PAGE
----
HSC isolation and pre-cultivation in standard 2D culture: Postpartum placentas were procured under informed consent at Celgene Cellular Therapeutics (CCT), with donor eligibility documentation and undergoing a series of quality control tests, including serology, bacteriology and HLA typing. Total nucleated cells as the source of HSCs were generated by treating the donor matched umbilical cord blood and placenta derived stem cells with ammonium chloride (catalog# 07850, Stem Cell Technologies) to remove the erythrocytes. The subsequent purification of HSCs was performed using RoboSep® automated cell isolation system and EasySep® Human Progenitor Cell Enrichment Kit (catalog# 19056, Stem Cell Technologies). The purity of isolated cell populations was measured using CD34+ cell surface marker expression as determined using fluorescence activated cell sorting (FACS) analysis. After isolation, cells were shipped overnight from Warren, New Jersey to Pittsburgh, Pennsylvania. HSCs were received from CCT and an initial cell count/viability assessment was performed. Cells were then placed in 25-cm2 static t-flask culture at a density of 100,000 cells/mL using expansion and differentiation culture medium and placed in an incubator with a 5% CO2 atmosphere, 95% humidity, and 37˚C for two days prior to the start of the experimental culture period. Following the pre-culture period, a final cell count/viability assessment was performed using a Countess™ Automated Cell Counter (Invitrogen) prior to plating the cells.

Progenitor cell expansion and erythroid differentiation: Expansion and differentiation of HSC into RBC was performed as previously described [14].

2D Transwell plate cultures: In order to compare the effect of cell density and medium exchange intervals a series of 2D plate cultures were created for experimental testing. A description of the plates that were created can be seen in Table 3, while Table 4 shows the details of the experimental strategy. Cells were placed in 12-well plates with Transwell inserts (Corning, USA) to allow daily medium exchange in the bioreactor simulation protocol without loss of cells during aspiration. Four replicate wells were plated for each experimental condition using 2 mL of CCT expansion and differentiation medium per well. The two densities chosen were 20,000 and 3,000 cells/mL. The 20,000 cells/mL reflects the density commonly used when culturing HSCs according to an established protocol (the CCT expansion protocol). The 3,000 cells/mL reflects the actual density in the bioreactor if 20,000 cells/mL are inoculated and the entire circuit volume is considered. The two volumetric medium exchange rates compared were an established CCT expansion protocol and a bioreactor simulation (BR Simulation). Cells were maintained according to CCT expansion protocol by diluting one volume of cell culture supernatant with 3 or 4 volumes of fresh medium on days 4 and 7, respectively. Further maintenance of medium exchange was performed on days 11 and 18 (as of day 4) and days 14 and 21 (as of day 7). Cell number and viability were determined by trypan blue exclusion method on culture expansion days using a Countess™ Automated Cell Counter (Invitrogen). The medium exchange rate in the bioreactor simulation for an actual bioreactor feed rate of 1ml/hr was approximated in 2D by replacing 0.45 mL of culture medium every 12 hours during the entire culture period. The combination of variables in Table 3 also examines whether or not expansion of cells into new wells according to the CCT protocol is beneficial as compared to not expanding the cells, which is equivalent to the conditions inside of the bioreactor. The experiment was repeated two times for a total of three experimental trials.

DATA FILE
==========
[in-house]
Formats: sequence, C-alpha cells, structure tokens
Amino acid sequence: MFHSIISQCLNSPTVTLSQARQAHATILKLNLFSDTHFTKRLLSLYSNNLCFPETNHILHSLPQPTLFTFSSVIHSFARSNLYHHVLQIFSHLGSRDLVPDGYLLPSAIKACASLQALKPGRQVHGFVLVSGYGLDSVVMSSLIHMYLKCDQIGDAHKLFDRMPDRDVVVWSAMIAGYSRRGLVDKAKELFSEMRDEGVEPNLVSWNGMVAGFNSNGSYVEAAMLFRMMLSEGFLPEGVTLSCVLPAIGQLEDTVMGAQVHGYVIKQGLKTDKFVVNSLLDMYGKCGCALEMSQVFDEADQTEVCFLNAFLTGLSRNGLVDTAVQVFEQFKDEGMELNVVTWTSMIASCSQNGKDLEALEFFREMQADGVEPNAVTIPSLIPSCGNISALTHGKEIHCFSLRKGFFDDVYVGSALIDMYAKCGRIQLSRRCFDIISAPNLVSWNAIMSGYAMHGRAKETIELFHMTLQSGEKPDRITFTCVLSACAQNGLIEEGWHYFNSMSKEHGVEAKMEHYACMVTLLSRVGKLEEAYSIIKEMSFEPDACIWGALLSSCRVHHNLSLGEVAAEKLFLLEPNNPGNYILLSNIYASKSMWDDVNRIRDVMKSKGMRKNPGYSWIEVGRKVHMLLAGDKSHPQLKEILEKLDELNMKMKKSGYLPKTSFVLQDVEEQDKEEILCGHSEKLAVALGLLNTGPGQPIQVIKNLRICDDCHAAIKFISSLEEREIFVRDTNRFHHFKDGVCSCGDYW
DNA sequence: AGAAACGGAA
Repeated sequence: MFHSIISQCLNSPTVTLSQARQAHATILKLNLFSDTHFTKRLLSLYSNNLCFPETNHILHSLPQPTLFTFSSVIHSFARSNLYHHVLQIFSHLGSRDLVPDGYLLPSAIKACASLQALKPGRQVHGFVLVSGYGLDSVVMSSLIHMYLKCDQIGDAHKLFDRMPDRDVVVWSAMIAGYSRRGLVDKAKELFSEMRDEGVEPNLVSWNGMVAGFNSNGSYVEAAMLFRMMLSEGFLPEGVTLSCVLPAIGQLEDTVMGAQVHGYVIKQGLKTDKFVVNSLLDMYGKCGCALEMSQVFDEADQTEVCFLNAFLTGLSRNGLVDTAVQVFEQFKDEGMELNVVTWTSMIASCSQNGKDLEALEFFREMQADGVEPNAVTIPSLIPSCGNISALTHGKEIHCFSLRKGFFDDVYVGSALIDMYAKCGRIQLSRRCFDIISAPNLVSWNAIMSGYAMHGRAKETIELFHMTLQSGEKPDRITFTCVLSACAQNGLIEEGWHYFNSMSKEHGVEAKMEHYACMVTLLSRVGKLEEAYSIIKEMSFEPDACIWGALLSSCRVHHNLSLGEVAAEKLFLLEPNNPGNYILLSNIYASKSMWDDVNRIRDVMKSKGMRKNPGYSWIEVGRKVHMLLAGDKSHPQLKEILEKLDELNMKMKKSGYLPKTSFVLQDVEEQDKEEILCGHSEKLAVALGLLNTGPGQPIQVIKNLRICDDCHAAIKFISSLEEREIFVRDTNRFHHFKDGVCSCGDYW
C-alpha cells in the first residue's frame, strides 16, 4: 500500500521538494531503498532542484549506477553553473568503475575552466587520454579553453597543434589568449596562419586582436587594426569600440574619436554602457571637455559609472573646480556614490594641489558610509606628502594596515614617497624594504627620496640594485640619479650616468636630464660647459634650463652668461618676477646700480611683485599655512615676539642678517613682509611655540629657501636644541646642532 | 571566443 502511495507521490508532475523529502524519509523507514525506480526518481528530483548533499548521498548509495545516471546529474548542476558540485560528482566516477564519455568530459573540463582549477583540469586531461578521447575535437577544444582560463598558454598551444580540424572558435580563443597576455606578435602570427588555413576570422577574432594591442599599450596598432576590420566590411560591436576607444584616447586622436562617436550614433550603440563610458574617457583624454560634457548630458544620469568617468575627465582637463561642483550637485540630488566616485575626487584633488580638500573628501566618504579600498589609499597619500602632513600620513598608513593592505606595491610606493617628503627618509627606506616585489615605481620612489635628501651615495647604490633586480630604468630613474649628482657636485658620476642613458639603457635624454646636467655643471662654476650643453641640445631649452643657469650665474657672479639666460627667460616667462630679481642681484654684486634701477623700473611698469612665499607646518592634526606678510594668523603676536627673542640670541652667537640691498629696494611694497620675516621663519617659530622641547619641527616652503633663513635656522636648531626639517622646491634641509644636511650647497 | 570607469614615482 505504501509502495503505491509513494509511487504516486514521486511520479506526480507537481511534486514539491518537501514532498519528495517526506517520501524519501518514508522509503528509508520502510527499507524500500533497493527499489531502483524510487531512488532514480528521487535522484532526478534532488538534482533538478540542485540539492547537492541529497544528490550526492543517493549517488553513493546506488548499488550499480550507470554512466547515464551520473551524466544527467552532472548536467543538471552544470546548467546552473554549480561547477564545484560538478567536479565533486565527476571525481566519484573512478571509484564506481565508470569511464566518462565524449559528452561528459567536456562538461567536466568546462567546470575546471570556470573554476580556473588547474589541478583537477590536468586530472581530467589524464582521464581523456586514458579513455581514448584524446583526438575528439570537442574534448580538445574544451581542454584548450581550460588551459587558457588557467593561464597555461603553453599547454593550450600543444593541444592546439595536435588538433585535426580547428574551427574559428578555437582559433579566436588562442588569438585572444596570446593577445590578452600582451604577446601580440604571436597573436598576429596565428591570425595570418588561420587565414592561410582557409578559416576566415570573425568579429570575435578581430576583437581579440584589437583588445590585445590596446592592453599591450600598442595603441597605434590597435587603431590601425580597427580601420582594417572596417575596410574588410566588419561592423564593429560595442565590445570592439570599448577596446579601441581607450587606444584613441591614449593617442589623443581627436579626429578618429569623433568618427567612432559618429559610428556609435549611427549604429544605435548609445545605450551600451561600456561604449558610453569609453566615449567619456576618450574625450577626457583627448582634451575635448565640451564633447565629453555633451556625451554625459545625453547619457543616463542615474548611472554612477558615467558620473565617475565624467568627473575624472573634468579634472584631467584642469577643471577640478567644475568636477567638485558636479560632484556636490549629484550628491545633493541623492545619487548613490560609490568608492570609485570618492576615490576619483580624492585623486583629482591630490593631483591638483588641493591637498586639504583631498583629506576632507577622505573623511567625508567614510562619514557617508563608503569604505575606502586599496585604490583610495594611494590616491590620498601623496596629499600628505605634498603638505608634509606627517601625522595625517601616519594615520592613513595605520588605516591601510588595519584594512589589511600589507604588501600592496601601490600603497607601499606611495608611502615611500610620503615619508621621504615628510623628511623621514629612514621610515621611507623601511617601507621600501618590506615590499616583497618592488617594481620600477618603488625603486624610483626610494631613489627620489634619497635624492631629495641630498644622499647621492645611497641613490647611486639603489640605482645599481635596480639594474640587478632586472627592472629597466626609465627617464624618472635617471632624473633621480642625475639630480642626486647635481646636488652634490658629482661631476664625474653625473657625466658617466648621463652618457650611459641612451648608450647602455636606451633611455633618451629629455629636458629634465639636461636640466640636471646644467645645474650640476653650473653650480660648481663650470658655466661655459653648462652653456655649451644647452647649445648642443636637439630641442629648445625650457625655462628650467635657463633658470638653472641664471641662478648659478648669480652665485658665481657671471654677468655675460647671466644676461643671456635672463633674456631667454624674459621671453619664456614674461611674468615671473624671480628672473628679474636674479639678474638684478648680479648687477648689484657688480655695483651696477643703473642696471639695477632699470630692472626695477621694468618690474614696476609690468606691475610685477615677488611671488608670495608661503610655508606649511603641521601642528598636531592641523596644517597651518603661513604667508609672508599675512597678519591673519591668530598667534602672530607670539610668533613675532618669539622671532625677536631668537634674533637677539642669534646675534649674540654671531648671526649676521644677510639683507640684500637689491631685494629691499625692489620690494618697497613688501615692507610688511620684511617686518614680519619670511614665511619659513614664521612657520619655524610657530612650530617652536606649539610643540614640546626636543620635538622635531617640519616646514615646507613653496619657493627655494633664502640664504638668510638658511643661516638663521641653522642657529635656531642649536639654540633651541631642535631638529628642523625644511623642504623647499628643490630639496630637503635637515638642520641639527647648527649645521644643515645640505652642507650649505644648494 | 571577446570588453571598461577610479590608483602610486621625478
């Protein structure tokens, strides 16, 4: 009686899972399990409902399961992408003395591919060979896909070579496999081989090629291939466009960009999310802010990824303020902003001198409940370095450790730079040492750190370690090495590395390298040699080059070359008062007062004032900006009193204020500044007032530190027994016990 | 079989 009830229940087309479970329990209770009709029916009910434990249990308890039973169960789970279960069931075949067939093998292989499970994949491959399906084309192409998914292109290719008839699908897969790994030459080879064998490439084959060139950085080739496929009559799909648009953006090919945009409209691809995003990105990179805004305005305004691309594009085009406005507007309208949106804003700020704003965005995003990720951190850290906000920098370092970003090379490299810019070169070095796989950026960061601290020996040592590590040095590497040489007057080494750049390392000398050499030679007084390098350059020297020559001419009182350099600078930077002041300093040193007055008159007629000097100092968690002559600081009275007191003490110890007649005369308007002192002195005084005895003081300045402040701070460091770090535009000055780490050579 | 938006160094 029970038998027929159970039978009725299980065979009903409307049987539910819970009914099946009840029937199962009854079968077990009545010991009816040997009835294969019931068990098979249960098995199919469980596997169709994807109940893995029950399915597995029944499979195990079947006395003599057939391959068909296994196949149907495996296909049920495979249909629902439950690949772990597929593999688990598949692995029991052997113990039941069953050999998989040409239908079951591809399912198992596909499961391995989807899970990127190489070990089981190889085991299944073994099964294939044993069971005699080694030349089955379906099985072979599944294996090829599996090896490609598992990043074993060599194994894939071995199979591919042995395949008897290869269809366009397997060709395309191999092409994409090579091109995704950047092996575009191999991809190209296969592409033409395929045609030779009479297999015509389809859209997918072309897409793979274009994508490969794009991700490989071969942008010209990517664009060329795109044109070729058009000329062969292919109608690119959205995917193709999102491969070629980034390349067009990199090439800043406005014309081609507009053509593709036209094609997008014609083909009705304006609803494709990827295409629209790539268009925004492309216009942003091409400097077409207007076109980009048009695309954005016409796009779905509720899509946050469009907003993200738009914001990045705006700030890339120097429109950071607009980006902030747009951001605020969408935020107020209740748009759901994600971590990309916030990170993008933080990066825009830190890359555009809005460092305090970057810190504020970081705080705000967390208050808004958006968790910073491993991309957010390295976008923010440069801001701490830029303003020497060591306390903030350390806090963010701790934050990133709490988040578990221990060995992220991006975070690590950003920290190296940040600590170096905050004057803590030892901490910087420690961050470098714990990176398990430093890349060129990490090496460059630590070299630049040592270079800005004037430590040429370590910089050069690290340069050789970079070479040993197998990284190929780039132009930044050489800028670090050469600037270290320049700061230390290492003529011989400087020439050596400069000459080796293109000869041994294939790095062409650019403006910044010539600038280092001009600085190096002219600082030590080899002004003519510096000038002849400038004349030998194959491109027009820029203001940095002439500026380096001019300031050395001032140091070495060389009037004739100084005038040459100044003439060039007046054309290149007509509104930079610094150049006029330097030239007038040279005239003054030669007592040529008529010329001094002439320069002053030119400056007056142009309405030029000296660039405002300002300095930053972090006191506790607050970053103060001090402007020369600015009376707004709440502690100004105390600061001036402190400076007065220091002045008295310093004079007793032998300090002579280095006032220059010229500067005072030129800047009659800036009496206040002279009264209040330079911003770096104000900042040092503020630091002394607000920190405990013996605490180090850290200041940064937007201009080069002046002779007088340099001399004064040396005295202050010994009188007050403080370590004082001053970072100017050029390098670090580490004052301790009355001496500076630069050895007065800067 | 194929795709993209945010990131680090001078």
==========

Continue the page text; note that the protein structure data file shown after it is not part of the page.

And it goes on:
Cell Density (cells/mL) Medium Exchange Protocol Expansion (Yes/No)
3,000 CCT Yes
20,000 CCT Yes
3,000 BR Simulation No
20,000 BR Simulation No
3,000 BR Simulation Yes
20,000 BR Simulation Yes

Table 3: Summary of 2D transwell plate culture methodology using CD34+ HSCs. The two cell densities compared were 3,000 and 20,000 cells/mL. Celgene Cellular Therapeutics (CCT) medium exchange and bioreactor simulation (BR simulation) protocols were utilized. The expansion (Yes/No) column refers to expanding into new wells.

Day 0 Day 1 Day 2 Day 3 Day 4 Day 5 Day 6 Day 7
Cell Plating Condition:
3,000 cells per mL
CG protocol feed regime
Expansion
- - - 3,000/CG/Exp/1a - - 3,000/CG/Exp/1aI
3,000/CG/Exp/1aII
3,000/CG/Exp/1aIII
3,000/CG/Exp/1aIV
3,000/CG/Exp/1aV
3,000/CG/Exp/1b - - 3,000/CG/Exp/1bI
3,000/CG/Exp/1bII
3,000/CG/Exp/1bIII
3,000/CG/Exp/1bIV
3,000/CG/Exp/1bV
3,000/CG/Exp/1c - - 3,000/CG/Exp/1cI
3,000/CG/Exp/1cII
3,000/CG/Exp/1cIII
3,000/CG/Exp/1cIV
3,000/CG/Exp/1cV
3,000/CG/Exp/1d - - 3,000/CG/Exp/1dI
3,000/CG/Exp/1dII
3,000/CG/Exp/1dIII
3,000/CG/Exp/1dIV
3,000/CG/Exp/1dV
Day 0 Day 1 Day 2 Day 3 Day 4 Day 5 Day 6 Day 7
Cell Plating Condition:
3,000 cells per mL
BR simulation feed regime
No Expansion
0.9 mL media exchange 0.9 mL media exchange 0.9 mL media exchange 0.9 mL media exchange 0.9 mL media exchange 0.9 mL media exchange 0.9 mL media exchange
Day 0 Day 1 Day 2 Day 3 Day 4 Day 5 Day 6 Day 7
Cell Plating Condition:
20,000 cells per mL
CG protocol feed regime
Expansion
- - - 20,000/CG/Exp/1a - - 20,000/CG/Exp/1aI
20,000/CG/Exp/1aII
20,000/CG/Exp/1aIII
20,000/CG/Exp/1aIV
20,000/CG/Exp/1aV
20,000/CG/Exp/1b - - 20,000/CG/Exp/1bI
20,000/CG/Exp/1bII
20,000/CG/Exp/1bIII
20,000/CG/Exp/1bIV
20,000/CG/Exp/1bV
20,000/CG/Exp/1c - - 20,000/CG/Exp/1cI
20,000/CG/Exp/1cII
20,000/CG/Exp/1cIII
20,000/CG/Exp/1cIV
20,000/CG/Exp/1cV
20,000/CG/Exp/1d - - 20,000/CG/Exp/1dI
20,000/CG/Exp/1dII
20,000/CG/Exp/1dIII
20,000/CG/Exp/1dIV
20,000/CG/Exp/1dV
Day 0 Day 1 Day 2 Day 3 Day 4 Day 5 Day 6 Day 7
Cell Plating Condition: